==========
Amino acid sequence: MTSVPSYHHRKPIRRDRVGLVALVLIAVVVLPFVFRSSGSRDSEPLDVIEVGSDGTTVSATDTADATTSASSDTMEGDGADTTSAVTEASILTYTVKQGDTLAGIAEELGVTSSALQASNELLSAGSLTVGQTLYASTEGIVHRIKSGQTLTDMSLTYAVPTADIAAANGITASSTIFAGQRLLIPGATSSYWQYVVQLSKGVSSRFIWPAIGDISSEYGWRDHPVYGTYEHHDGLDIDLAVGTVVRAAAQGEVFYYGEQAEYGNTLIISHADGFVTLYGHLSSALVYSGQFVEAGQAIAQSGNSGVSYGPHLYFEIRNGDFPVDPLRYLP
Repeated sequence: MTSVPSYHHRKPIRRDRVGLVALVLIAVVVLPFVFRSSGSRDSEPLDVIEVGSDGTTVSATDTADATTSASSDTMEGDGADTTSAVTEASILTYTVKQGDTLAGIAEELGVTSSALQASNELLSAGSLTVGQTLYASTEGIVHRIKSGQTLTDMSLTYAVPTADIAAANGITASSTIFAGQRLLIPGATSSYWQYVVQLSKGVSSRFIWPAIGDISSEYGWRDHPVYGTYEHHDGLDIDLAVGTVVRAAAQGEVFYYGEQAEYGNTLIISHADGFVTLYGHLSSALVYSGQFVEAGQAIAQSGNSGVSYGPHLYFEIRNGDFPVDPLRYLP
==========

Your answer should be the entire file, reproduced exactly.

Amino acid sequence: MTSVPSYHHRKPIRRDRVGLVALVLIAVVVLPFVFRSSGSRDSEPLDVIEVGSDGTTVSATDTADATTSASSDTMEGDGADTTSAVTEASILTYTVKQGDTLAGIAEELGVTSSALQASNELLSAGSLTVGQTLYASTEGIVHRIKSGQTLTDMSLTYAVPTADIAAANGITASSTIFAGQRLLIPGATSSYWQYVVQLSKGVSSRFIWPAIGDISSEYGWRDHPVYGTYEHHDGLDIDLAVGTVVRAAAQGEVFYYGEQAEYGNTLIISHADGFVTLYGHLSSALVYSGQFVEAGQAIAQSGNSGVSYGPHLYFEIRNGDFPVDPLRYLP
Repeated sequence: MTSVPSYHHRKPIRRDRVGLVALVLIAVVVLPFVFRSSGSRDSEPLDVIEVGSDGTTVSATDTADATTSASSDTMEGDGADTTSAVTEASILTYTVKQGDTLAGIAEELGVTSSALQASNELLSAGSLTVGQTLYASTEGIVHRIKSGQTLTDMSLTYAVPTADIAAANGITASSTIFAGQRLLIPGATSSYWQYVVQLSKGVSSRFIWPAIGDISSEYGWRDHPVYGTYEHHDGLDIDLAVGTVVRAAAQGEVFYYGEQAEYGNTLIISHADGFVTLYGHLSSALVYSGQFVEAGQAIAQSGNSGVSYGPHLYFEIRNGDFPVDPLRYLP